I’ve recently upgraded my blog site (this one) to use Jekyll instead of WordPress. For years, my Wordpress site has been getting more and more difficult to maintain. The MySql database is a mess from all the plugins, and every time I press the “Upgrade Site” button in my dashboard, my heart would sink a little until after it said “successfully updated”. I knew that if it failed, I’d be in a world of hurt.
So, I bit the bullet, spent about two days converting and learning Jekyll and now, my site is 100% converted, running on GitHub Pages and … so far so good. You can see the actually repository that serves the site here. https://github.com/pkellner/…. When nice thing that came for free is I had been meaning to upgrade this site to https and with GitHub Pages, I just had to check a box to make that happen.
I did need to figure out the contact me form and that’s where SmartForms comes and made it easy
Creating the account on https://smartforms.dev was easy. No credit card, simple setup. Pricing is straight forward. 50 contacts emails a month, free forever. Though, I’d like to know what happens to that 51st.
Next, click on the button “My forms” and add a new form. You can see I have one now and it shows I have 10 submissions in it.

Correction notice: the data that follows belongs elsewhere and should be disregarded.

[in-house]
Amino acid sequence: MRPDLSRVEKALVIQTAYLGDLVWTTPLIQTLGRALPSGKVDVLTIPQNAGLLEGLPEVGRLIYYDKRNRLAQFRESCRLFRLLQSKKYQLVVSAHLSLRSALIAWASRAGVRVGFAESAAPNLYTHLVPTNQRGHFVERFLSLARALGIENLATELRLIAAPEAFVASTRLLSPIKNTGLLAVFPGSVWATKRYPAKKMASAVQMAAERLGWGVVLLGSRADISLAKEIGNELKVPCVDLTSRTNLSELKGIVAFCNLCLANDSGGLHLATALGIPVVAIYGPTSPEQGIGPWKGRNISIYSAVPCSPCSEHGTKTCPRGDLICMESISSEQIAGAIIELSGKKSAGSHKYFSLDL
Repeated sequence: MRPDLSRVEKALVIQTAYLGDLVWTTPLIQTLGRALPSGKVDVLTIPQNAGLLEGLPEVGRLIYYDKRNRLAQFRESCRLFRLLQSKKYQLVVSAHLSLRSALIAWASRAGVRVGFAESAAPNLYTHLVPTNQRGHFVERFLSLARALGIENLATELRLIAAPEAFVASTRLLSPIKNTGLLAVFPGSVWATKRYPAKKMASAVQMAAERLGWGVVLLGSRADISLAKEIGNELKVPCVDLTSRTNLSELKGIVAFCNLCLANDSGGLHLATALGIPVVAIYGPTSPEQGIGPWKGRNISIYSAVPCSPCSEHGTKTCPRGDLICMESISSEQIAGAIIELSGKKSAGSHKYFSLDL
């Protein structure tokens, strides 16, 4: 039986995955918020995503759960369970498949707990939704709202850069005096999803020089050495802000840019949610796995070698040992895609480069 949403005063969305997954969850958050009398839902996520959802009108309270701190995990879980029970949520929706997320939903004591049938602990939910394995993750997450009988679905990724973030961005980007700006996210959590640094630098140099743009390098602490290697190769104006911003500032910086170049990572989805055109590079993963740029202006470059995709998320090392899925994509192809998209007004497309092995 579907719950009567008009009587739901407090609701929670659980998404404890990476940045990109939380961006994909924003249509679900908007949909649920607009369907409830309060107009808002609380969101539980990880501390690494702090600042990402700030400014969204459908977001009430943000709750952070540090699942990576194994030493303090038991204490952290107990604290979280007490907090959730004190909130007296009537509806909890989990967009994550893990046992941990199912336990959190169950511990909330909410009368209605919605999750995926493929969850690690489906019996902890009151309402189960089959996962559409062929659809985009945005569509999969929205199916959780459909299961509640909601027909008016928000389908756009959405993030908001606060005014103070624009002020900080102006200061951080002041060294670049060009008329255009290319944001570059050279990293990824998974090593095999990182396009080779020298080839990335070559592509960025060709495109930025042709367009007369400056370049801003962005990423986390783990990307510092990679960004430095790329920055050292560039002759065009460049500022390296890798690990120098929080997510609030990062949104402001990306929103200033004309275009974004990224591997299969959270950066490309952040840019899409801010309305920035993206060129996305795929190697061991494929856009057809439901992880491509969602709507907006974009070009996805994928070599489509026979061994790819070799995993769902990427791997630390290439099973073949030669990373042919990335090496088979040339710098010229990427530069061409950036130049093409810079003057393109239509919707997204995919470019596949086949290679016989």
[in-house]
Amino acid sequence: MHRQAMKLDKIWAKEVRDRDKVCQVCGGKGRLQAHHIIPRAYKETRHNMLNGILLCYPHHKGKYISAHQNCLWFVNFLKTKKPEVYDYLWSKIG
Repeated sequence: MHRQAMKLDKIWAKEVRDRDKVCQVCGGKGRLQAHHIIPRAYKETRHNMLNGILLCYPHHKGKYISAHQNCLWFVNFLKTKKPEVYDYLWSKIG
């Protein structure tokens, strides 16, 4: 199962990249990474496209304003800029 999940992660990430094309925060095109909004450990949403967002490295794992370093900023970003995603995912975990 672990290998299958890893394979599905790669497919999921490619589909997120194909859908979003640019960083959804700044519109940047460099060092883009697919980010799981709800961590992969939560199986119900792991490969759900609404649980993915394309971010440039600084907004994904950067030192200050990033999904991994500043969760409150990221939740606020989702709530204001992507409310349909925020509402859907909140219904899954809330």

Clicking on my form, I just need to name it, give it a redirect URL which is what happens after the person entering the comment clicks send, and of course, a very important captcha secret needs to be entered.
I won’t go into the details, but getting the captcha keys is easy. Go to your google account (yes, you need a google account), go here: https://developers.google.com/recaptcha… and sign up for your keys (make sure to use recaptcha-2, 3 is hopefully coming… hint hint)
Save your site and secret keys in a secure place (everyone will see the site key, but the secret you shoud not share).
Now, go back to your form screen (above) and paste that secret key into the SmartForms setting box and update.
That’s it! You are ready to go to your Jekyll site and add your contact form.
Just a couple things to do in Jekyll. First make a contact form that looks something like this:
--- layout: page title: Contact Me description: How can I help you? background: '/img/bg-contact.jpg' form: true ---
Notice the script tag pointing to the google api and then just above the form tag at the bottom, the g-recaptcha div tag with my site key in it.
Now, when a user comes to your site and gets to the contact page, they see the nice google captcha and when they submit, you will get an email and the message will be logged.
Good luck with your Jekyll adventure!